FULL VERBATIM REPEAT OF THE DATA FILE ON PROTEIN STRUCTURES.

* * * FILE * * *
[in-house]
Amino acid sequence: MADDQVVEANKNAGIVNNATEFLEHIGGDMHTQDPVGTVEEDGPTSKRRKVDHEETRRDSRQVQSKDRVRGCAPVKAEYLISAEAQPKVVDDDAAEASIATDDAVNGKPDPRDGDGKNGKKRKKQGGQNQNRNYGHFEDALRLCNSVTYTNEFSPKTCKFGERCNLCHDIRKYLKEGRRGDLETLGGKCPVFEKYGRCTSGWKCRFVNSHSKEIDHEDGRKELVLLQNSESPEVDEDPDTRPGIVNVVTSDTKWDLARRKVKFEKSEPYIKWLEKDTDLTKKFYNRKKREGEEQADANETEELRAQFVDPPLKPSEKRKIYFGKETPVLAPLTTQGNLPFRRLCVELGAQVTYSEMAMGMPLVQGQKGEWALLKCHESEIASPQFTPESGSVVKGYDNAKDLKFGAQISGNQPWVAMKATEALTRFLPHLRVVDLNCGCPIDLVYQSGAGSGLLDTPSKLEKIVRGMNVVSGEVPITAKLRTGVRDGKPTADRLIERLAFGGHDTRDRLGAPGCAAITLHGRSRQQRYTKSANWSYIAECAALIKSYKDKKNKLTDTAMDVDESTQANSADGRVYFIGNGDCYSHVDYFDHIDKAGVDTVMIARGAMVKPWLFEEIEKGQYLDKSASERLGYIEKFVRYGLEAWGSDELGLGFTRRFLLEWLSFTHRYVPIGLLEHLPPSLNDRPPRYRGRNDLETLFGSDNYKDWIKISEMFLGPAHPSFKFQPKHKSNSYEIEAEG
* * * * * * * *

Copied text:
[in-house]
Amino acid sequence: MADDQVVEANKNAGIVNNATEFLEHIGGDMHTQDPVGTVEEDGPTSKRRKVDHEETRRDSRQVQSKDRVRGCAPVKAEYLISAEAQPKVVDDDAAEASIATDDAVNGKPDPRDGDGKNGKKRKKQGGQNQNRNYGHFEDALRLCNSVTYTNEFSPKTCKFGERCNLCHDIRKYLKEGRRGDLETLGGKCPVFEKYGRCTSGWKCRFVNSHSKEIDHEDGRKELVLLQNSESPEVDEDPDTRPGIVNVVTSDTKWDLARRKVKFEKSEPYIKWLEKDTDLTKKFYNRKKREGEEQADANETEELRAQFVDPPLKPSEKRKIYFGKETPVLAPLTTQGNLPFRRLCVELGAQVTYSEMAMGMPLVQGQKGEWALLKCHESEIASPQFTPESGSVVKGYDNAKDLKFGAQISGNQPWVAMKATEALTRFLPHLRVVDLNCGCPIDLVYQSGAGSGLLDTPSKLEKIVRGMNVVSGEVPITAKLRTGVRDGKPTADRLIERLAFGGHDTRDRLGAPGCAAITLHGRSRQQRYTKSANWSYIAECAALIKSYKDKKNKLTDTAMDVDESTQANSADGRVYFIGNGDCYSHVDYFDHIDKAGVDTVMIARGAMVKPWLFEEIEKGQYLDKSASERLGYIEKFVRYGLEAWGSDELGLGFTRRFLLEWLSFTHRYVPIGLLEHLPPSLNDRPPRYRGRNDLETLFGSDNYKDWIKISEMFLGPAHPSFKFQPKHKSNSYEIEAEG